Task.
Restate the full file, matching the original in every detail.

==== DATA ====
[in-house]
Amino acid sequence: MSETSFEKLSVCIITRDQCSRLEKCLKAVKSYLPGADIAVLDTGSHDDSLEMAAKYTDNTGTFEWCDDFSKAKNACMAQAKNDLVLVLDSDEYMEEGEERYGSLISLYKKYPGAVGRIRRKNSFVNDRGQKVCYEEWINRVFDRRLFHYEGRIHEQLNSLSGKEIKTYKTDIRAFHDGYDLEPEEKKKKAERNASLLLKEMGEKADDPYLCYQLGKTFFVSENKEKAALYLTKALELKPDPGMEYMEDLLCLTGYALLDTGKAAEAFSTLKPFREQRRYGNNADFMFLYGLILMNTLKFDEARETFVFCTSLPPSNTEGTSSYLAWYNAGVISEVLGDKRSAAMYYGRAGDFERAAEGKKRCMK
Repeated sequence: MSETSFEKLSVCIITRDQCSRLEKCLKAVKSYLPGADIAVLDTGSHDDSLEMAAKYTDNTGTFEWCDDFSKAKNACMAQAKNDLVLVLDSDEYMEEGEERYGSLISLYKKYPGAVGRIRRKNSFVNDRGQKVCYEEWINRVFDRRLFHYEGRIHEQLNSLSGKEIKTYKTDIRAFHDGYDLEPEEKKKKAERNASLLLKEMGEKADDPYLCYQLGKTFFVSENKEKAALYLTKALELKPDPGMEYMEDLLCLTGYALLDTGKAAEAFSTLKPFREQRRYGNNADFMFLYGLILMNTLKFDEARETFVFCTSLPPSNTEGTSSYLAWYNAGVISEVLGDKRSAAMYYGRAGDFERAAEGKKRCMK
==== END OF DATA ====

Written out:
[in-house]
Amino acid sequence: MSETSFEKLSVCIITRDQCSRLEKCLKAVKSYLPGADIAVLDTGSHDDSLEMAAKYTDNTGTFEWCDDFSKAKNACMAQAKNDLVLVLDSDEYMEEGEERYGSLISLYKKYPGAVGRIRRKNSFVNDRGQKVCYEEWINRVFDRRLFHYEGRIHEQLNSLSGKEIKTYKTDIRAFHDGYDLEPEEKKKKAERNASLLLKEMGEKADDPYLCYQLGKTFFVSENKEKAALYLTKALELKPDPGMEYMEDLLCLTGYALLDTGKAAEAFSTLKPFREQRRYGNNADFMFLYGLILMNTLKFDEARETFVFCTSLPPSNTEGTSSYLAWYNAGVISEVLGDKRSAAMYYGRAGDFERAAEGKKRCMK
Repeated sequence: MSETSFEKLSVCIITRDQCSRLEKCLKAVKSYLPGADIAVLDTGSHDDSLEMAAKYTDNTGTFEWCDDFSKAKNACMAQAKNDLVLVLDSDEYMEEGEERYGSLISLYKKYPGAVGRIRRKNSFVNDRGQKVCYEEWINRVFDRRLFHYEGRIHEQLNSLSGKEIKTYKTDIRAFHDGYDLEPEEKKKKAERNASLLLKEMGEKADDPYLCYQLGKTFFVSENKEKAALYLTKALELKPDPGMEYMEDLLCLTGYALLDTGKAAEAFSTLKPFREQRRYGNNADFMFLYGLILMNTLKFDEARETFVFCTSLPPSNTEGTSSYLAWYNAGVISEVLGDKRSAAMYYGRAGDFERAAEGKKRCMK